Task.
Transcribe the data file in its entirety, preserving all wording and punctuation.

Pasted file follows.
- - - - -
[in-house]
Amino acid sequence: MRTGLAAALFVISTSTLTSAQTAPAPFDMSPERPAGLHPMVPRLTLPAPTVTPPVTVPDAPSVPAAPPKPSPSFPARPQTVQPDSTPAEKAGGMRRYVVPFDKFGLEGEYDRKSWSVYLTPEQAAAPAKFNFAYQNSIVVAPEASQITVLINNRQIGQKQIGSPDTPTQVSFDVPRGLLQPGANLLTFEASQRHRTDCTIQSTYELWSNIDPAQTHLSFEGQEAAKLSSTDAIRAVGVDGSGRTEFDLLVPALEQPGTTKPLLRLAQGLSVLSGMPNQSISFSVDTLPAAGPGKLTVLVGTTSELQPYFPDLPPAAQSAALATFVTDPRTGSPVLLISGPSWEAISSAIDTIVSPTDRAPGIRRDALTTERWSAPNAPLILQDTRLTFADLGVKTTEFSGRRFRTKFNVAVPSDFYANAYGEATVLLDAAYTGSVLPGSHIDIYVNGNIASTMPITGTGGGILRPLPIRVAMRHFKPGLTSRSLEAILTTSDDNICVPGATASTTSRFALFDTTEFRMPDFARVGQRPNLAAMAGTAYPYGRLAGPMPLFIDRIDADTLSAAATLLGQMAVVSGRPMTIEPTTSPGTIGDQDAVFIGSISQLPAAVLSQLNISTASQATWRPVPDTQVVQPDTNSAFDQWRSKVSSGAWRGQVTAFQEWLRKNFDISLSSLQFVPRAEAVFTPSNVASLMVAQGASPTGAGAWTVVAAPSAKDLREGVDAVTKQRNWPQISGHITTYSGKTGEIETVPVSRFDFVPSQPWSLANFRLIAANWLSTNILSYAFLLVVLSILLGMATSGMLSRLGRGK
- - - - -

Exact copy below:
[in-house]
Amino acid sequence: MRTGLAAALFVISTSTLTSAQTAPAPFDMSPERPAGLHPMVPRLTLPAPTVTPPVTVPDAPSVPAAPPKPSPSFPARPQTVQPDSTPAEKAGGMRRYVVPFDKFGLEGEYDRKSWSVYLTPEQAAAPAKFNFAYQNSIVVAPEASQITVLINNRQIGQKQIGSPDTPTQVSFDVPRGLLQPGANLLTFEASQRHRTDCTIQSTYELWSNIDPAQTHLSFEGQEAAKLSSTDAIRAVGVDGSGRTEFDLLVPALEQPGTTKPLLRLAQGLSVLSGMPNQSISFSVDTLPAAGPGKLTVLVGTTSELQPYFPDLPPAAQSAALATFVTDPRTGSPVLLISGPSWEAISSAIDTIVSPTDRAPGIRRDALTTERWSAPNAPLILQDTRLTFADLGVKTTEFSGRRFRTKFNVAVPSDFYANAYGEATVLLDAAYTGSVLPGSHIDIYVNGNIASTMPITGTGGGILRPLPIRVAMRHFKPGLTSRSLEAILTTSDDNICVPGATASTTSRFALFDTTEFRMPDFARVGQRPNLAAMAGTAYPYGRLAGPMPLFIDRIDADTLSAAATLLGQMAVVSGRPMTIEPTTSPGTIGDQDAVFIGSISQLPAAVLSQLNISTASQATWRPVPDTQVVQPDTNSAFDQWRSKVSSGAWRGQVTAFQEWLRKNFDISLSSLQFVPRAEAVFTPSNVASLMVAQGASPTGAGAWTVVAAPSAKDLREGVDAVTKQRNWPQISGHITTYSGKTGEIETVPVSRFDFVPSQPWSLANFRLIAANWLSTNILSYAFLLVVLSILLGMATSGMLSRLGRGK